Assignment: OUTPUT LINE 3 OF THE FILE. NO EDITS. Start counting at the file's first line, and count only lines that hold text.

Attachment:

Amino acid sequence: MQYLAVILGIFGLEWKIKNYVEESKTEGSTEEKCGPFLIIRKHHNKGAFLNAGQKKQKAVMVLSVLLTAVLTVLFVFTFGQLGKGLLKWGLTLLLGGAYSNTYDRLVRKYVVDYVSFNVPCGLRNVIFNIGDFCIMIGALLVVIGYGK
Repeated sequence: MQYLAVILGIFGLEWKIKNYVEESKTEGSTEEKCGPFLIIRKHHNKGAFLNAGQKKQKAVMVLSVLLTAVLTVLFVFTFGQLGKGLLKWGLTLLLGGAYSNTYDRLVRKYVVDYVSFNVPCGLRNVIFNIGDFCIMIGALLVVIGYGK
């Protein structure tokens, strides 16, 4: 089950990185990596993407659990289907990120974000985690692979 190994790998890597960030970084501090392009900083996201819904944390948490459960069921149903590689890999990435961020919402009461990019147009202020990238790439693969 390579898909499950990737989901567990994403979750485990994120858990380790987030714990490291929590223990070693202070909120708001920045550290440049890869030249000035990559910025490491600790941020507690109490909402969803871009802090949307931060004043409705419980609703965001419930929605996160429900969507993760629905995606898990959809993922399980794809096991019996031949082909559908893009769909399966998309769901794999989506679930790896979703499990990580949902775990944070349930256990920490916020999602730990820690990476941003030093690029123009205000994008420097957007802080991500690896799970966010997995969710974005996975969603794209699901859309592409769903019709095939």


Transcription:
């Protein structure tokens, strides 16, 4: 089950990185990596993407659990289907990120974000985690692979 190994790998890597960030970084501090392009900083996201819904944390948490459960069921149903590689890999990435961020919402009461990019147009202020990238790439693969 390579898909499950990737989901567990994403979750485990994120858990380790987030714990490291929590223990070693202070909120708001920045550290440049890869030249000035990559910025490491600790941020507690109490909402969803871009802090949307931060004043409705419980609703965001419930929605996160429900969507993760629905995606898990959809993922399980794809096991019996031949082909559908893009769909399966998309769901794999989506679930790896979703499990990580949902775990944070349930256990920490916020999602730990820690990476941003030093690029123009205000994008420097957007802080991500690896799970966010997995969710974005996975969603794209699901859309592409769903019709095939």